We live in Mwanza, Tanzania, serving with Emmanuel International helping local churches in physical and spiritual ministry.

Thursday, 21 July 2011

Snippets from Magozi

Here I have another chance to catch up the blog and again I don't know where to start! Eating goat with the fur still on, killing scorpions on our floor, selling Louisa, crunching cockroaches under my pillow, buying pork right off the pig's bottom, chasing chickens from the house and cows from our laundry bucket, naming our first son... Life continues to be rather an adventure all round, but all the time we discover the real value of life, what is really important, and the significance of a hope for the future in a fallen world.

A cow wanders over to our front door and starts chewing our teatowel
We are getting used to the routine of village life. For me, it revolves on the ground around cooking and cleaning; I have never spent so much time bent over! Keeping everyone fed and clean is one of the hardest things I've ever done! We have all managed to eat; often I am wondering at the start of the day how we will get two cooked meals out of the meagre supplies we have, but we always do, even if it takes most of the day! So very little is available. Probably haven't done so well at keeping clean - the girls are a different colour now we are back in town! And as for my feet...!

The girls have settled in to a routine of playing outside, resting inside in the heat of the day and helping with washing clothes and dishes. We have a constant stream of children coming to play with the skipping ropes, I've done some dodgeball games and had them all gather for Bible stories and on several afternoons, Tim has taken all of them for giant football games - we had about 45-50 kids! Good fun for all, these kids are so excited to see books and balls!

Football Fun

It really is possible for a baby to sleep on a girl's back while she plays football!
The stoves project is progressing slowly but steadily and we are really encouraged and excited about it. We met with the village leaders to discuss it, and then there was an open village meeting to inform everyone about it. We arrived at 9:30 for the 9:00 meeting and it finally started at 11:30! Tim did a great job explaining (in Swahili) the project, and the girls did a great job singing (in Swahili) our catchy jingle about the stoves which was very enthusiastically received! Leaders and villagers are very excited about the stoves. Firewood is scarce, health and diet is poor and a small clay pot will make a difference! Many people came the following day to register to join the stoves group and we now have a full group. It met for the first time yesterday and at their own initiative, designated a chairperson, treasurer and secretary - brilliant! We start training on Monday and have a full week planned of Bible studies, stoves construction and related teaching topics. Although we are only just about to really "start" long after we thought, the time we have had so far has been so good in terms of getting to know people and gaining some understanding of village life. And already the people have seen something of benefit in what we hope to bring. But the biggest thing we can offer is hope, the hope which brings Life.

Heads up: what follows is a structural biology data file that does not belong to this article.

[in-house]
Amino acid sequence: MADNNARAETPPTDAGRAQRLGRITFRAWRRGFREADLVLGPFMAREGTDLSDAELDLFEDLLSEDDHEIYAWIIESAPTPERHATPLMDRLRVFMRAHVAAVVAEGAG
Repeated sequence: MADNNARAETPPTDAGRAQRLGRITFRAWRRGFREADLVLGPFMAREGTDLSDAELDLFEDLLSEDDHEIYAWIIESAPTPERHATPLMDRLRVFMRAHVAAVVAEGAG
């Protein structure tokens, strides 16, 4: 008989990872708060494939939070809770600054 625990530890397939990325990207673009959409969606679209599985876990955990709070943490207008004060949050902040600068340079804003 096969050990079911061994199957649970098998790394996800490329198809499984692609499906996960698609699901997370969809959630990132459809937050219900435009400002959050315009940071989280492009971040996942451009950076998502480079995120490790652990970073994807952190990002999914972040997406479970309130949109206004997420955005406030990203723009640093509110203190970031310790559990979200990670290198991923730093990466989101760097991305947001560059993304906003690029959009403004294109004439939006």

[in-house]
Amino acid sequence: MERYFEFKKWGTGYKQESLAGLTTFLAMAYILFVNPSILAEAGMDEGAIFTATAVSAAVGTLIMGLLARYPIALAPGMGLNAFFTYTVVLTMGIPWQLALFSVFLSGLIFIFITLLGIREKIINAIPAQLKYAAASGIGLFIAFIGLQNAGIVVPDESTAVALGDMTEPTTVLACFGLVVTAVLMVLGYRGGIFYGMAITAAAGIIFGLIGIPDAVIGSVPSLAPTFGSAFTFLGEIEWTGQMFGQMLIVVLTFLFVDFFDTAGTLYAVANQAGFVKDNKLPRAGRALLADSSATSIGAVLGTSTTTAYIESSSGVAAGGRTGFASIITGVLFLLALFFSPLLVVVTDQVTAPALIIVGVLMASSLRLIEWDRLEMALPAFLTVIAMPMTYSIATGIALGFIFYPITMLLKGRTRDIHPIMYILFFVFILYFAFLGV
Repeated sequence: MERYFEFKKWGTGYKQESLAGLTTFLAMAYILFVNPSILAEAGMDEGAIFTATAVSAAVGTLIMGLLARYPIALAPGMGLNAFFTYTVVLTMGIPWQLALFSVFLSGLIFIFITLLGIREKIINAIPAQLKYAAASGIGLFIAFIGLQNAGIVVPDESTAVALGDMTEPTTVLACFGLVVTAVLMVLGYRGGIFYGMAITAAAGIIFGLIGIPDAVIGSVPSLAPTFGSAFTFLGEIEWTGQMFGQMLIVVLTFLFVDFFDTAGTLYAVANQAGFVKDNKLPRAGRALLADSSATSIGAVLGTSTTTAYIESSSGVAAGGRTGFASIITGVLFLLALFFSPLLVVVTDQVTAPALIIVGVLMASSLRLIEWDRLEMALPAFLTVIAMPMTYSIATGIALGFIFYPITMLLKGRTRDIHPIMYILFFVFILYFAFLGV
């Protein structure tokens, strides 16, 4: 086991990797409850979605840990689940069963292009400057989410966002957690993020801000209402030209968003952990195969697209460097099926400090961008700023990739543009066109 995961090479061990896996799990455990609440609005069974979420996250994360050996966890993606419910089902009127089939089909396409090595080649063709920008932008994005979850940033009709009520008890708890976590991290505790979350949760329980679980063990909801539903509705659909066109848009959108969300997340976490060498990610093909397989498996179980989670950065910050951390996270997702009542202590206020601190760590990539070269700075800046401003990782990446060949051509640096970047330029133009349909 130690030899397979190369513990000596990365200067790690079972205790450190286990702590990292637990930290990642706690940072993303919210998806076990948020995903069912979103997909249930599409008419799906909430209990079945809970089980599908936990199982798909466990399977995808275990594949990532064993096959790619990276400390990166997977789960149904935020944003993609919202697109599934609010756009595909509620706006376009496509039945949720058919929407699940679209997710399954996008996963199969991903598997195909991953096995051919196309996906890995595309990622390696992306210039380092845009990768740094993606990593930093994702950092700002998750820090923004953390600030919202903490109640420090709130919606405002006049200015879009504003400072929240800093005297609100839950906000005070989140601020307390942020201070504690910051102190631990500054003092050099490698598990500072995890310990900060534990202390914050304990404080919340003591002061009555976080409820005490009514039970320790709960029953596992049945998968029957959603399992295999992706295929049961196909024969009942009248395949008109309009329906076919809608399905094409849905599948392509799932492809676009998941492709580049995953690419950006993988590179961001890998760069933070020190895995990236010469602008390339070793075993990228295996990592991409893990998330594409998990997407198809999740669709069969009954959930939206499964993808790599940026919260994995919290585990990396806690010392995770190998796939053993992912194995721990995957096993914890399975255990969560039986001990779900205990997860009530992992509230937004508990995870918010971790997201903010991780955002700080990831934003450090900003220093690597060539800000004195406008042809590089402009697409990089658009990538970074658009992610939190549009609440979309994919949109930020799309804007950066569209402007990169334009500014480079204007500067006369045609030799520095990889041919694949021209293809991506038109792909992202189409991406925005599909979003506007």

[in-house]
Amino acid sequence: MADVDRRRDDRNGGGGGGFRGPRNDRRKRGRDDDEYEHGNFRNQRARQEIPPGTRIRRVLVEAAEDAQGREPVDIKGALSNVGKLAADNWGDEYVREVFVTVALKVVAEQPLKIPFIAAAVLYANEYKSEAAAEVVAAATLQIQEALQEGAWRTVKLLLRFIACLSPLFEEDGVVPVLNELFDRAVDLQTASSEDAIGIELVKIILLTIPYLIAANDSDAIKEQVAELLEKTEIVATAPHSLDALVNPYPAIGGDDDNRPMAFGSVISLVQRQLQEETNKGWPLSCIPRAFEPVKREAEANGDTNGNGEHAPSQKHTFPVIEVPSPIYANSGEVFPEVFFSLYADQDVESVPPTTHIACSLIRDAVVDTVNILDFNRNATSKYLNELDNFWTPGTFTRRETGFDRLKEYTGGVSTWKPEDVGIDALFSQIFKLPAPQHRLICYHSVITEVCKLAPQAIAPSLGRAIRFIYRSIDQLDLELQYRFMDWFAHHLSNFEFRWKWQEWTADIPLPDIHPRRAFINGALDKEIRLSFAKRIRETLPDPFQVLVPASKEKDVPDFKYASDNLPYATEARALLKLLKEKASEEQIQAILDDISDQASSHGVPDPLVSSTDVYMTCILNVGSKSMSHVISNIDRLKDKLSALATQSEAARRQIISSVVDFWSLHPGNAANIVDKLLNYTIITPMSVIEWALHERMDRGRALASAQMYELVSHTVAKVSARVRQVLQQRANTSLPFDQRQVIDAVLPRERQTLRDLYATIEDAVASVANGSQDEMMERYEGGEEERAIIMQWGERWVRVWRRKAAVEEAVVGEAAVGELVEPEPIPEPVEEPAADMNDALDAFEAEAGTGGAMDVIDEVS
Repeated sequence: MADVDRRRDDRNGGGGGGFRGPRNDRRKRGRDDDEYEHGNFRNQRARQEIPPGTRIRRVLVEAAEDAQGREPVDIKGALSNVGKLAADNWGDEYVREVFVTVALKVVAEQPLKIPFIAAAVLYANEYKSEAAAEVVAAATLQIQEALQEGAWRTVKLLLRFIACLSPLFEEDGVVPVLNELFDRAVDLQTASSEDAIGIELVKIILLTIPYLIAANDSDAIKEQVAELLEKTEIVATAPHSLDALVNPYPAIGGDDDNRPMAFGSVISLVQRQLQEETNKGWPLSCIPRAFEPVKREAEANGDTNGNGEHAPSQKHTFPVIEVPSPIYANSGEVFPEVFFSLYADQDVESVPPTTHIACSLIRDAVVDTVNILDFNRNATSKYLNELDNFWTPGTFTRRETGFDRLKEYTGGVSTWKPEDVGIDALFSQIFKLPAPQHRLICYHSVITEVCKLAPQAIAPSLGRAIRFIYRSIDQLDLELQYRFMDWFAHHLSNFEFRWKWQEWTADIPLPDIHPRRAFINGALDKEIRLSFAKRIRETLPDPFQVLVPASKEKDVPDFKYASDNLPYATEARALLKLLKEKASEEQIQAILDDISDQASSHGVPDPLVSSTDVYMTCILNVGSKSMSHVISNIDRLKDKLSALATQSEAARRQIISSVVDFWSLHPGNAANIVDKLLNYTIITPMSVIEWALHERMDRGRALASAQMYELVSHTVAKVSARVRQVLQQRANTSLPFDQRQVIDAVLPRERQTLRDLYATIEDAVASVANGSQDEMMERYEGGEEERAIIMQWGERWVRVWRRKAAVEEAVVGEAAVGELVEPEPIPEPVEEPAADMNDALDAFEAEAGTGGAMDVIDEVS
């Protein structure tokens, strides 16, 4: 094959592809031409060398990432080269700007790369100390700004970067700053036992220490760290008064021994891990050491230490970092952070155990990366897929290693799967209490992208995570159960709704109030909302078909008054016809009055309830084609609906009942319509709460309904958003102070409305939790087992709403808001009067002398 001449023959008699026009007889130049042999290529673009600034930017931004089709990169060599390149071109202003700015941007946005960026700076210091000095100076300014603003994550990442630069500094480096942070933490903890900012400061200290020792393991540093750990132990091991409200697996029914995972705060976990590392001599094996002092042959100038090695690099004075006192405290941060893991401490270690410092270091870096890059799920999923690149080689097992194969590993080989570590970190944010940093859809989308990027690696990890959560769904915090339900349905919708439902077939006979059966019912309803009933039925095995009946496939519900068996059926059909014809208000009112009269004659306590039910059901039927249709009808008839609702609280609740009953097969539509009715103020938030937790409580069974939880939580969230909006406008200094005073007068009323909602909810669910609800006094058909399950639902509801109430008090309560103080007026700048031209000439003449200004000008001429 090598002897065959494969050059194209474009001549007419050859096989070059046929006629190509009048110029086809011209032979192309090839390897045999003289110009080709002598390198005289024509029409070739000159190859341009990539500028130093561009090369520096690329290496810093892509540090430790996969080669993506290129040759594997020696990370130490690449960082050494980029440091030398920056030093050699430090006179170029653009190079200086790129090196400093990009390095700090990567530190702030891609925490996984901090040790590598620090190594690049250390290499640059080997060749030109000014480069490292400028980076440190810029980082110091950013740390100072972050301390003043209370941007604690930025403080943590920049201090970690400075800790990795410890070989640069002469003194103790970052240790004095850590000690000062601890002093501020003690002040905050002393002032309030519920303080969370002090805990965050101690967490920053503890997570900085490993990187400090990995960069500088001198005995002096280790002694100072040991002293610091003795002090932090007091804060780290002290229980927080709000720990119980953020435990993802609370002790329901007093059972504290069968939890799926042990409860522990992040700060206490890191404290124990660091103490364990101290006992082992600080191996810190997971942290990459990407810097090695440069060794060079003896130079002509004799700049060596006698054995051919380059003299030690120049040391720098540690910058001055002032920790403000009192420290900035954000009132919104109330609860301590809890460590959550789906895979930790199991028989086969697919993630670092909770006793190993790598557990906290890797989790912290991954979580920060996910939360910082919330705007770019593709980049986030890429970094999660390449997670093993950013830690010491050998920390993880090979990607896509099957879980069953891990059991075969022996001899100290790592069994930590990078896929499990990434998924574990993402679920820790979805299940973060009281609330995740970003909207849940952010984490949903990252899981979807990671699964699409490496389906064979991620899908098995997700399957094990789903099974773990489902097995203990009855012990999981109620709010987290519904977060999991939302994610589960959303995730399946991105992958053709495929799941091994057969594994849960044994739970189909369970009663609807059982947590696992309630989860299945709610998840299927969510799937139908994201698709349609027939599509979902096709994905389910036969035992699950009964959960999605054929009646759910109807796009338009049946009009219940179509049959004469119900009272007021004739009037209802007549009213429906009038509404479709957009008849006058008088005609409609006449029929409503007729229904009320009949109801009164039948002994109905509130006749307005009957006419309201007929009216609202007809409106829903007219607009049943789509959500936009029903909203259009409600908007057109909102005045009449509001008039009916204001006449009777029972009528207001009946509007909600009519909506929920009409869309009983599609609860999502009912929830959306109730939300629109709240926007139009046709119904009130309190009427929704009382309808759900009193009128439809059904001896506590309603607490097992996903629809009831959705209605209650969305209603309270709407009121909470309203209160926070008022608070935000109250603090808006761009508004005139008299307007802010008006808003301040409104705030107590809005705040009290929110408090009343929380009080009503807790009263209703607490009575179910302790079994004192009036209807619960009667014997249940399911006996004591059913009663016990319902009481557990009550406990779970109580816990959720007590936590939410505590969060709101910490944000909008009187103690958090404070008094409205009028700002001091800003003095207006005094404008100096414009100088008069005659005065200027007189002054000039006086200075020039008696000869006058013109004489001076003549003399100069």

Our "demo kitchen"
Sun drier for dishes, black bucket for heating water, fuel-efficient stove and haybox cooker
I will try to add more to the blog on life in Magozi over the few days that we are here with internet... and hopefully we can catch up with news from home too!


  1. We are holidaying in Norfolk in our caravan and thought WE were roughing. it! I guess we're not!

  2. Monika Hamalock21 July 2011 at 21:56

    It's amazing what you can do with what you have. Nub. 6:24-26


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